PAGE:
van looking out
Moab

But I felt things! I swear to you, I really felt all the things. I know this because I told other people, and they believed me! I don’t exactly gush with emotions about my romantic life, so when I gush, people notice, and I guess this time I gushed. Maybe it was because it aligned with quitting my job; I was free, excited to begin a new adventure, any adventure, so many feels rolling through. Maybe I just went with it without proper processing. Maybe I shouldn’t pretend to know what happened, maybe I shouldn’t try to figure it out. Now I just refer to it as the Bachelorette Effect:

Bachelorette World Feelings ≠ Real World Feelings

As a general rule, I don’t write about active relationships for this very reason. I know I don’t have the best track record, and I’d rather not eat my words or be held accountable for my feelings. I  prefer to just tell you about them later, like they never really happened at all. You know, safety first. But, that ship has sailed and here I am, drowning just off the shore of some weird island.

snow river
Colorado

When I got home from the PCT, I received an email from a reader I connected with back when I was preparing to hike the AT. She read between the lines I wasn’t writing.

By the way, what happened to your Purple Squirrel? Did he turn brown?

Man, some people just get me. Her reference made me smile, but it also made me think.

Ah, you are very observant, and that analogy made my day. I think we’re both sort of struggling to figure out what happened there. I don’t think HE turned brown, but when I got back from the hike, I just realized I wasn’t into purple anymore. It really bummed me out, because I was so excited about the idea of him. But when I got home, I just saw him in a different light, through a different lens, and I couldn’t shake it.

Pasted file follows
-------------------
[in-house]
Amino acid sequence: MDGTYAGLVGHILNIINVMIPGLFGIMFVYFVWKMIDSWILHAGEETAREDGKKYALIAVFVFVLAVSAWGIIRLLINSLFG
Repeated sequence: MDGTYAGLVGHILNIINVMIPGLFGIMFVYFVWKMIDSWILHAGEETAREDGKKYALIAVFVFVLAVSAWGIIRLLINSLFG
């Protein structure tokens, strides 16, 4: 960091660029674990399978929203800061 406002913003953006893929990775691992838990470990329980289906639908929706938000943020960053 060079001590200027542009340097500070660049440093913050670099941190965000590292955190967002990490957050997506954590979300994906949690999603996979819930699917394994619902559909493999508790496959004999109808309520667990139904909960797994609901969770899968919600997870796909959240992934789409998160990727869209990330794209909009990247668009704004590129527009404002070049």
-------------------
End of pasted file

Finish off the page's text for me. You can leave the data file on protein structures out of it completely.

So the Purple Squirrel didn’t exactly turn brown; my definition of purple just…changed. I keep telling myself there’s a difference.

Moab
Arches

And now? I’m sad. I’m disappointed. I’m scared. Sad because it didn’t work out. Disappointed because I really wanted it to work. I genuinely thought it was going to for a hot minute, for the first time in like, a decade, and it sort of feels like I let myself down. Like I can’t be trusted. Which really sucks. Like, I made a choice or something, and this feels nothing like a choice. And scared of my feelings, how quickly they can change. How could I have such intense feelings about someone, just to watch them evaporate? I could literally feel them leaving my body as I hiked north. I even tried to reason myself back into them for over a thousand miles.

The worst part is, I can’t even offer him an explanation other than: I just don’t feel the same way anymore. Because that’s exactly what it is. And I can’t force something to be there when it isn’t. I can’t be with someone just because of how I apparently used to feel. Because of all the nice things I once wrote, describing those feelings. For whatever reason, I don’t feel that way now. And I can’t pretend. I am a terrible pretender, ask anyone. He didn’t do any one thing wrong. No one did anything wrong.

I just hiked 2,650 miles and came out a different person.

pic 7
Mile one on the Pacific Crest Trail